Browser-Size Me!

Cool new tool that is very useful if you have a website or are thinking about designing a new one. Google’s new Browser Size tool allows you to visualize your site through various user’s browser sizes. Not everyone has the 27 inch flat screen like you Mr. you-know-who-you-are (all my coworkers)…

Anyway, here’s a screen shot and below is Google’s description of the tool. Check it out!

browser-size_1261062364537

Google Browser Size is a visualization of browser window sizes for people who visit Google. For example, the “90%” contour means that 90% of people visiting Google have their browser window open to at least this size or larger.

This is useful for ensuring that important parts of a page’s user interface are visible by a wide audience. On the example page that you see when you first visit this site, there is a “donate now” button which falls within the 80% contour, meaning that 20% of users cannot see this button when they first visit the page. 20% is a significant number; knowing this fact would encourage the designer to move the button much higher in the page so it can be seen without scrolling.

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The Hands on Social Media Conference held by Kirtsy editor, Kyran Pittman, was a great time. I didn’t really know what to expect but (thankfully) it was a small, varied group of women- from Lawyer Melanie McClure to my friend and former work associate Kat Hills, new mom and soon to be Little Rock Family Food Reviewer.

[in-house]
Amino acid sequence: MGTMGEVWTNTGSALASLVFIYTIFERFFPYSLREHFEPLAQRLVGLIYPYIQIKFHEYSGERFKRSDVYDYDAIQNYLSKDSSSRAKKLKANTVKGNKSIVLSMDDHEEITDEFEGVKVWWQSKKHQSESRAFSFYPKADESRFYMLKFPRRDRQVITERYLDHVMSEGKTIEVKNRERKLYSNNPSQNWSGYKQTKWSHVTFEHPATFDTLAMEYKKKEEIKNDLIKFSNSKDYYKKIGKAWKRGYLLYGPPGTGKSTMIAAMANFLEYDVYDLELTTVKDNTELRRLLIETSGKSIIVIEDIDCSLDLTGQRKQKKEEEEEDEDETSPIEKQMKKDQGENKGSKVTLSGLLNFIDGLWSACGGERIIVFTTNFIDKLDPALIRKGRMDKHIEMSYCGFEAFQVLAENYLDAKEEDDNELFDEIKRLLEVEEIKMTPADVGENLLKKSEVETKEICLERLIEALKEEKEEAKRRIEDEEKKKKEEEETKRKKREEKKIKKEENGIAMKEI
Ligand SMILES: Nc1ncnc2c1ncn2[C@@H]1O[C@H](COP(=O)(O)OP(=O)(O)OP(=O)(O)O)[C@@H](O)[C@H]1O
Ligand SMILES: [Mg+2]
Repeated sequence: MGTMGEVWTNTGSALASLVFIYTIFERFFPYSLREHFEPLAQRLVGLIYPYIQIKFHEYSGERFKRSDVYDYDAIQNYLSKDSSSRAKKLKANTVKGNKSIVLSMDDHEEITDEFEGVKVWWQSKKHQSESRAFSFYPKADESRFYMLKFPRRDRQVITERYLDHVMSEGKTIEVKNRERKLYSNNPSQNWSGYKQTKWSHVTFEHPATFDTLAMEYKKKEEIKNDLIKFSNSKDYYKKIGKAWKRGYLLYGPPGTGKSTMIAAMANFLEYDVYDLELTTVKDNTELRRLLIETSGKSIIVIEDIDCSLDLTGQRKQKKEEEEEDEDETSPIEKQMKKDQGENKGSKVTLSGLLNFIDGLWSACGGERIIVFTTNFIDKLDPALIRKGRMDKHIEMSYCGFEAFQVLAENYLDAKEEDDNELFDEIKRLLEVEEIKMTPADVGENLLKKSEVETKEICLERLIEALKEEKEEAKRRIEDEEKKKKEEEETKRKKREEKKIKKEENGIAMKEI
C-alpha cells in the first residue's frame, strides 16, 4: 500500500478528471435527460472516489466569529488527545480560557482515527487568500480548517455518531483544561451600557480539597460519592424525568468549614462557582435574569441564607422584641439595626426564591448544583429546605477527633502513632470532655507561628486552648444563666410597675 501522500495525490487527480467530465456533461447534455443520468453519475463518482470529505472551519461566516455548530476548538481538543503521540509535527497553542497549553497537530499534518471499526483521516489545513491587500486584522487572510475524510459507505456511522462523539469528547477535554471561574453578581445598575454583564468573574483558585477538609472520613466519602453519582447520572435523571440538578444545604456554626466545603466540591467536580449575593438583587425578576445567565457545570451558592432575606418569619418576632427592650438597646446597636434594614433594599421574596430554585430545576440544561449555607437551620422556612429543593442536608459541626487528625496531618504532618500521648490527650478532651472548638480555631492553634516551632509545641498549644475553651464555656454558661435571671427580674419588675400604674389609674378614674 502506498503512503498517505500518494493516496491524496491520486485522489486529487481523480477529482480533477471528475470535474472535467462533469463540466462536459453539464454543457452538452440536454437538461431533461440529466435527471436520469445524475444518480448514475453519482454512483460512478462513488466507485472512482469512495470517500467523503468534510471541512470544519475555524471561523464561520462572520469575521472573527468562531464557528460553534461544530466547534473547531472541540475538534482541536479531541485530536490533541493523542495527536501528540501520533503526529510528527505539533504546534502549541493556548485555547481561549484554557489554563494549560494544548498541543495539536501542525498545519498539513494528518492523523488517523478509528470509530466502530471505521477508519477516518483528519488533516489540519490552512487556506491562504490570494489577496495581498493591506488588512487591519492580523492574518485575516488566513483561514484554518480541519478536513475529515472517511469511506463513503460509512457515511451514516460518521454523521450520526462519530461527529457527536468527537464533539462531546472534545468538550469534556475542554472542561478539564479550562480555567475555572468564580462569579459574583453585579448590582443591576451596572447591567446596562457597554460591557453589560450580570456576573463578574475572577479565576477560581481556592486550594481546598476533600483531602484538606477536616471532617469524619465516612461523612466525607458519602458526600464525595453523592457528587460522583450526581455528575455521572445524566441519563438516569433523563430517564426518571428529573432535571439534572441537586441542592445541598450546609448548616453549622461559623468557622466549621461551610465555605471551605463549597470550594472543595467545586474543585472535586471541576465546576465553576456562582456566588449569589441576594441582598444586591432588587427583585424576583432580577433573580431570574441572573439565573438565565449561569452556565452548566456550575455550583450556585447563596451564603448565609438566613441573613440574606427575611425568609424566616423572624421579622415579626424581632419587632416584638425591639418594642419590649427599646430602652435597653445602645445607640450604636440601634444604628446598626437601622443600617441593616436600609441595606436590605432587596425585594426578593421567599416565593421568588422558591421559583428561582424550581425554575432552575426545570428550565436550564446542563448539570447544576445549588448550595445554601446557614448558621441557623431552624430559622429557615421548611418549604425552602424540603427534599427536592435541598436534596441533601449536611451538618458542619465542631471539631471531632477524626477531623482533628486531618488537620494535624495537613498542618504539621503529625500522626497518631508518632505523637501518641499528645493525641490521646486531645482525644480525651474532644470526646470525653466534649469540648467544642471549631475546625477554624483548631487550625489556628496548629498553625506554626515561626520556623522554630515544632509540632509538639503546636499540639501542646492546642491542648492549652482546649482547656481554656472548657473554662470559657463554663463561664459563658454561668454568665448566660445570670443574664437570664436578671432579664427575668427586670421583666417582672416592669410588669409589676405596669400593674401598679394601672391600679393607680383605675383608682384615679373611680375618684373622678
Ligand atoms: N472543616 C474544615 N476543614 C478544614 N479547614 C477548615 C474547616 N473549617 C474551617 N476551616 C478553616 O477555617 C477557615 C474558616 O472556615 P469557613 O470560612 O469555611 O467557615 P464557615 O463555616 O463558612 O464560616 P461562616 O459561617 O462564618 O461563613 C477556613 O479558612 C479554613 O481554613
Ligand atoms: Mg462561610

Overall the session was informative and easy to follow. Kyran did a great job reviewing some of the more popular social media networks (Twitter, Facebook, Delicious, Blogs, etc) and provided some useful tips and tools to help make updating (and paying attention to privacy- thought that was very important to note!) and organization a lot easier. Tweetdeck was highly recommended, along with web-based  TweetGrid, which I didn’t’ know about and thought was really interesting as well. I currently use Twhirl b/c I’m a simple kind of girl and post MAYBE an update (via Twitter) every other day. I know that I probably need to become more active but to be honest, my life isn’t really worth tweeting about, and I don’t think any clients (or potential clients) have learned how to follow me yet. (another post another time.) The point of this one is to give kudos’s to the event. I’m glad I drug myself out of bed on a Saturday to do something actually worthwhile.